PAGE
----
The Santa Maria High Saints football team is playing for the championship trophy this weekend, after which Saints players will be looking to perform at the next level of the game.
This also happens to be the final regular-season game weekend for many college teams, some of which will be moving on to bowl games — and quite a few of those teams will be going to a bowl without their regular-season coaches.
There are 230 public universities with Division-1 football programs, but only a handful started the season months ago with even a shred of hope of making it to the final four teams that will compete for the national championship.
It’s all a matter of expectation for college football fans. If the team for which you cheer doesn’t have a shot at the national title, there’s a good chance you are bitterly disappointed. After all, tickets to home games are not cheap.
Unfulfilled dreams of a national title hit hardest at the head coaching level, a point made abundantly clear in the final two weeks of regular-season play as many coaches were fired.
When a coach is fired from an elite Division-1 school the cash registers start ka-chinging. As of the first of this week, the estimated cost of buying out fired coaches exceeds $60 million, a figure that may swell as more coaches are sent packing.
For context, that buyout total exceeds what about half the Division-1 universities spend on their entire athletic programs — for all sports.
Close to our home, UCLA fired Coach Jim Mora after yet another mediocre season for the Bruins, and the school’s athletic department and boosters are on the hook for more than $12 million, the price of breaking Mora’s contract.
Most big-time contracts have clauses that let the firing school off the hook if the released coach takes a coaching job at another university. But some have to pay the full amount. Getting a check for $12 million to lounge by the pool all day can be enticing, especially for the older, veteran coaches.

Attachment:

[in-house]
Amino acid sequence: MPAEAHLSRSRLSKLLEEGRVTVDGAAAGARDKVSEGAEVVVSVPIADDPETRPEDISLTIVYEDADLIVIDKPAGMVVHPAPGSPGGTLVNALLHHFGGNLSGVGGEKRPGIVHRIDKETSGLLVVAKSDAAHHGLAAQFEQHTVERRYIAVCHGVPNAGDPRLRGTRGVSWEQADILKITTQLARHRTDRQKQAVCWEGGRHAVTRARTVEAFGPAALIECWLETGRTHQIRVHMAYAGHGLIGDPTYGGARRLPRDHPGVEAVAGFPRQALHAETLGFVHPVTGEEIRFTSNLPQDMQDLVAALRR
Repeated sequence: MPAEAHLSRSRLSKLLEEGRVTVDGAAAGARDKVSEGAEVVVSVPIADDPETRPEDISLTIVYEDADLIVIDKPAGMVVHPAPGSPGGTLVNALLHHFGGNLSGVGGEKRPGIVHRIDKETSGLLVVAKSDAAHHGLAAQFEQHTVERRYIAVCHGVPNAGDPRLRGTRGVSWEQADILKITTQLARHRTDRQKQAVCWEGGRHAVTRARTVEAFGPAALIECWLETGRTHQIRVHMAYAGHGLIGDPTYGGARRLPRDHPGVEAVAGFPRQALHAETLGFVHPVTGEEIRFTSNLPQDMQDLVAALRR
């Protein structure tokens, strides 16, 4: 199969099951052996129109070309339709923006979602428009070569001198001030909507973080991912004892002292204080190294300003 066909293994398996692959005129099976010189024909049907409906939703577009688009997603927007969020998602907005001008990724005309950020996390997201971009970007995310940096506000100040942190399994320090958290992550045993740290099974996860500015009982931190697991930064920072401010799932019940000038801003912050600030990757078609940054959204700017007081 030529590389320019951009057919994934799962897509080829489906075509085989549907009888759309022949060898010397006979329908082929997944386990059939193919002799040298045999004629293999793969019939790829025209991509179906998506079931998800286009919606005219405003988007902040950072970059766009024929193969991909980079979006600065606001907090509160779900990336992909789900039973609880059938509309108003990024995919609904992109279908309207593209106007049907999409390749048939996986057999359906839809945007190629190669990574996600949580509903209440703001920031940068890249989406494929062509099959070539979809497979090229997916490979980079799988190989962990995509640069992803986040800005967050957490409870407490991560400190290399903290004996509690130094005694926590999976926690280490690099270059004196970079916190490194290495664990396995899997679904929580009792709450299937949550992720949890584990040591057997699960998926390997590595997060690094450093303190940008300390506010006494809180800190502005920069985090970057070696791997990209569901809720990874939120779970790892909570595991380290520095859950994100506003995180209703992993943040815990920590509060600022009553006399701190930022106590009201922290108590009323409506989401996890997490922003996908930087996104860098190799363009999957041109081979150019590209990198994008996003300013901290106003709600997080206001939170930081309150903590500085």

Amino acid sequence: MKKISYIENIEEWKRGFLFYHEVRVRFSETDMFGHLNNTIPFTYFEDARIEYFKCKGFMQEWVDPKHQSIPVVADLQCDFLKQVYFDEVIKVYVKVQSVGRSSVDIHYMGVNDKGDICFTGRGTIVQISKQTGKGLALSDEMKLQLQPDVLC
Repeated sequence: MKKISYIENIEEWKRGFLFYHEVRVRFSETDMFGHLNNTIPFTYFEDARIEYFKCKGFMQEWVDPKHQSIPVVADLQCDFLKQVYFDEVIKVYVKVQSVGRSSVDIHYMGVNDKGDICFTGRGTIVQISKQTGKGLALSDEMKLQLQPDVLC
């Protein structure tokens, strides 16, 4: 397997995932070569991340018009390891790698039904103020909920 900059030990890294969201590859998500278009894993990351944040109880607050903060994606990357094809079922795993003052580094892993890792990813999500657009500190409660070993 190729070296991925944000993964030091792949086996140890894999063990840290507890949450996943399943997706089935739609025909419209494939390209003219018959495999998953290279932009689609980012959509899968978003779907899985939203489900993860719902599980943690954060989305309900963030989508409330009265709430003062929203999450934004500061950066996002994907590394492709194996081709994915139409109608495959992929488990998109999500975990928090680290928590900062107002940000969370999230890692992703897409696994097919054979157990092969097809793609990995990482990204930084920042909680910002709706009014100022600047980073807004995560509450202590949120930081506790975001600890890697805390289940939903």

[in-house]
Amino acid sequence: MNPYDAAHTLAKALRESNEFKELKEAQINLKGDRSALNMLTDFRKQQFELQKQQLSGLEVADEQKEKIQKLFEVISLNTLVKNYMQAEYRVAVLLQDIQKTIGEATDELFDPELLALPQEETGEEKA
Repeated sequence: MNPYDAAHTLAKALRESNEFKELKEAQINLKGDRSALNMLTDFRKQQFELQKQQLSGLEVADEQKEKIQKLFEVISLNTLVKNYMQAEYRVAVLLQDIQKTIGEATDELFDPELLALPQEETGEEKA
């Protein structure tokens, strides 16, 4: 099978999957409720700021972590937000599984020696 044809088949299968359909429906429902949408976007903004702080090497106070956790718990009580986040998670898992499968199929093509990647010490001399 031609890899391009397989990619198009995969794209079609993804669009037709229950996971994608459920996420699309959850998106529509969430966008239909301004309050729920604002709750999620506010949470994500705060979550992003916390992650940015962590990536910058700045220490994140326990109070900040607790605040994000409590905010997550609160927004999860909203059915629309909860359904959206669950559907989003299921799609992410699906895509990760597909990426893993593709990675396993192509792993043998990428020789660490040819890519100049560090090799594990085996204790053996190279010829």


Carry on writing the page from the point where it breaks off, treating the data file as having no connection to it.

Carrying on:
The young men playing college football have a bittersweet deal — they beat each other up for a college scholarship. The guys wearing the head coach’s cap at elite football schools have an even sweeter deal — they make millions, often whether they win or lose.
The top six highest-paid college coaches earn a combined $44 million-plus a year, and a couple of those will not be anywhere near the championship final-four playoff.
For example, Florida State’s Jimbo Fisher’s base salary is $5.7 million a year, and his Seminoles will be trying to win only their sixth of 12 games of the season this Saturday. To Jimbo’s credit, he has led FSU to three conference titles and one national championship during his tenure.
On the other hand, Michigan’s Jim Harbaugh is the third-highest-paid college football coach, at $7 million a year, and his conference/national title record is all zeroes.
No. 1 on the pay chart is Alabama’s Nick Saban, at $11.1 million a year — probably because his Crimson Tide teams have won eight conference titles and five national championships in recent years.
We bring this up because the college season is winding down and we thought maybe some context about winning and losing — and paying — might be in order.
And also to offer this advice: When you talk to your youngster about career choices, you can skip the part about growing up to be cowboys — unless it’s the Dallas Cowboys.